One of the earlier replies points out that in the end, whether he was textbook-abusive or not doesn't necessarily matter. What does matter is that he was an asshole to you and he makes you feel bad when you are around him. That in an of itself is pleeeeeenty to say "You know what? I'm not going to see Jim anymore. He's not a nice person and I don't need that shit." My husband's father sounds a lot like yours, and falls in this fine line between "dick, or all-out abusive?" If it weren't for the fact that our son genuinely loves his grandparents, my husband would have written him off ages ago regardless of what side of the line he's on. Why? Because he's a pain the ass and all the years of shitty behavior towards his own kid took a toll. We ration grandpa-time, as much to protect our son from his moodiness as to preserve my husband's sanity. Small doses means he doesn't end up getting cranky and scolding a 4 yr old for normal behavior, and my husband doesn't strangle him.

But here's the thing...I agree that he is likely a product of his time in terms of parenting, but that kind of old school, hardass approach doesn't work with all kids. I'd say it barely works at all, but some children might have the type of personality that helps them weather the storm. You sound like you might have been a more sensitive child. And this dynamic between the hardass and the sensitive has killed many father/son relationships over time.

I think that at this stage, you would benefit from finding some tools to help you cope. Cutting him off might be an answer, but what if doing so also cuts you off from other people you love and love you? You can stand up to him. You can enforce boundaries. But if you haven't learned how along the way, a therapist would be a big help. And I say this gently, but even if you do manage to avoid him completely, I think you might benefit from finding these tools anyway. They will serve you well.

Best of luck. You can do this.
posted by DrGirlfriend at 1:32 PM on July 7, 2016 [6 favorites]

He was quick with the fist and belt, and called us each innumerable times as kids a "dumb shit" (he continues to do this sometimes).

Didn't need to read any further. It's not you. Nobody deserves to be treated like that - especially not a child by their parent.
posted by radioamy at 1:51 PM on July 7, 2016 [10 favorites]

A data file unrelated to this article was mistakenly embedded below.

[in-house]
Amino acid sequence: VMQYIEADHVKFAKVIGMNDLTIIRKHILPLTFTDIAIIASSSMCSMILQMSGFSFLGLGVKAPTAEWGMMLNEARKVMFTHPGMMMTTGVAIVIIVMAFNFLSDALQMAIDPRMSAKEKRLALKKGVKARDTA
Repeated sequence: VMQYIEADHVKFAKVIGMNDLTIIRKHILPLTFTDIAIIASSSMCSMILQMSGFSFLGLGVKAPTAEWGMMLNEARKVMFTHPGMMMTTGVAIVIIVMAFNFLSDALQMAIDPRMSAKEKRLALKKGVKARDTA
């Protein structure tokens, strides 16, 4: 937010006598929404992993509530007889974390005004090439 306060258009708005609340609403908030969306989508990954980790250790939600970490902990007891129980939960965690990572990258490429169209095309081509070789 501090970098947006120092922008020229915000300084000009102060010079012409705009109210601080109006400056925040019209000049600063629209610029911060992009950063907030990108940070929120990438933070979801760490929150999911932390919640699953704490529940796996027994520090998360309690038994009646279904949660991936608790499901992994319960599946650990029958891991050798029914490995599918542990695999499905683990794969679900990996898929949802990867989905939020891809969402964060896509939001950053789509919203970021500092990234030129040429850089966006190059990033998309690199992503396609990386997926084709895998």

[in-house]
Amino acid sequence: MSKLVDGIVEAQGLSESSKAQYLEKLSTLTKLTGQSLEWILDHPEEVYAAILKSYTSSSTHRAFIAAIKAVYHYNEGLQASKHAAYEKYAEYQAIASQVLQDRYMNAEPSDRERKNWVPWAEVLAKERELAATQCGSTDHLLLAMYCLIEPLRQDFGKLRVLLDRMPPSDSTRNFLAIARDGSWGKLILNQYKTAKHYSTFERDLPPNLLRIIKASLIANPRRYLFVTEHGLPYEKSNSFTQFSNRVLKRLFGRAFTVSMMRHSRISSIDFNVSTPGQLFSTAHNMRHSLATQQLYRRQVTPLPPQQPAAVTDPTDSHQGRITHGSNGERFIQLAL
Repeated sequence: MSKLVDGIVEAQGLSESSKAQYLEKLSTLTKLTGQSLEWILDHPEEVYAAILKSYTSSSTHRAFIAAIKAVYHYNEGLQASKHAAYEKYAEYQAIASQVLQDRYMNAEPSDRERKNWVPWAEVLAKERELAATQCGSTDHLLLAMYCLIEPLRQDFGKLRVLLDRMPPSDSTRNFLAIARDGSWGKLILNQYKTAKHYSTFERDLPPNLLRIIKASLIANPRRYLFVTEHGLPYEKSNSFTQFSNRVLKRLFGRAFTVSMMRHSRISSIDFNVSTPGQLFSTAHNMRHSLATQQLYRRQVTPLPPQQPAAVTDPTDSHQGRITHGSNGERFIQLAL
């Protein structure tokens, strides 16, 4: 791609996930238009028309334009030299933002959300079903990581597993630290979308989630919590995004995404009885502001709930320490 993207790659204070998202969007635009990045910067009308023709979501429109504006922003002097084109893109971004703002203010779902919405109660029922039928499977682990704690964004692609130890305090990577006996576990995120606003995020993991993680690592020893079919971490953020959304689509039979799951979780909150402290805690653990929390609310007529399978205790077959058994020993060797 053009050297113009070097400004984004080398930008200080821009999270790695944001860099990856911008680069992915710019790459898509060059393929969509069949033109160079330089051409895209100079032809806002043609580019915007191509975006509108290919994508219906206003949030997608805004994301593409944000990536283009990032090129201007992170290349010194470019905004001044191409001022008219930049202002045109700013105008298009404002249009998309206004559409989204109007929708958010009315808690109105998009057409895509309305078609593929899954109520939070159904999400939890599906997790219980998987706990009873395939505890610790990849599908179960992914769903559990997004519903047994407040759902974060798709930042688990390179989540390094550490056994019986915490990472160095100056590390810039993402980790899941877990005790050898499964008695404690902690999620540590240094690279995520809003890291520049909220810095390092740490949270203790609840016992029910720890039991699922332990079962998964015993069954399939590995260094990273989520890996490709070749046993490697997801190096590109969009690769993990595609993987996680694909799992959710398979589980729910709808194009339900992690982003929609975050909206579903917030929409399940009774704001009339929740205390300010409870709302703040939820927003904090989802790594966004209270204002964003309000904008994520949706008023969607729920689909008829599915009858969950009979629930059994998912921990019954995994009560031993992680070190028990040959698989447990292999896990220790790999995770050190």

I just want to say how sorry I am for what you experienced. The pain just pours through the page. Whether or not someone else would feel exactly the same way as you do (and I think many would), you are who you are. Even if you were a sensitive little boy with a delicate heart, that is the kind of thing that careful parents attend to. That temperament is different than the temperament that can shrug off anything, but it comes with a sensitivity that could also enhance your ability to treat others gently.

Personally, I think your dad sounds abusive. Corporal punishment is illegal in some countries now, much less being quick to dole it out. And the kind of criticism you mention sounds incredibly corrosive. All that takes a long time to recover from. I think recovering might begin with loving yourself enough to not care about objective definitions and instead say "this affects me in XYZ ways, and that matters." Be the one who defends yourself and prevents further exposure to this.

I wouldn't say it's absolutely 100% too late to have children. You could be like David Letterman and Jack Nicholson and have children in your 50s, or you could foster a child. If you really want marriage and maybe also a child, tell this to your therapist and ask that your therapy prioritize getting you to a place where you feel like you deserve it. Just from your post, you sound like someone with a lot of love to give.
posted by salvia at 1:58 PM on July 7, 2016 [7 favorites]

Jim's behavior sounds awful. BUT, here's the good news! The great thing about being an adult is that you can break the pattern that built up over your childhood-- the pattern of Jim behaving in a certain way, and you (the child) having to accept it because you were a child and had no other options. Now, you have many options, and you can choose to exercise them. It will certainly surprise Jim the first time it happens, but you can try any or all of these:

Jim: "You little shit, you're trying to cause trouble."
You: "I prefer you not speak to me like that. I'm going to leave now." [call a cab, walk to bus, drive home in your separate car, etc.]

Jim: "You don't have time to order what you want; we're in a hurry."
You: "Actually, if you're in a hurry, go ahead and order and leave early. I'm going to take the time I need, and I'll meet you home later if you have to be somewhere soon."

Basically, decide what behavior you want from him and let him know. Let him know that if he doesn't behave in a way that respects your boundaries, you will simply do X, Y, Z. (Leave, hang up the phone, take a cab somewhere else, etc.) Then follow through. People tend to be very surprised when the "usual" way of doing things (abusing others) is suddenly not tolerated by others.

YOU get to decide what your boundaries are. Jim may never change, but you get to decide what is and isn't acceptable for YOU to be exposed to. You can decide that it's 0% or 100% of his behavior.

In terms of developing healthy relationships and repairing your self-esteem, it sounds like therapy hasn't helped much. Have you ever considered CBT or Mindfulness Based Stress Reduction? These have good outcomes.

Sorry for your pain. :( I have faith you can overcome this, though!!
posted by enzymatic at 2:03 PM on July 7, 2016 [11 favorites]

Also, I recommend the books Drama of the Gifted Child by Alice Miller and the Dance of Anger by Harriet Lerner. Strength to you!!
posted by enzymatic at 2:04 PM on July 7, 2016 [3 favorites]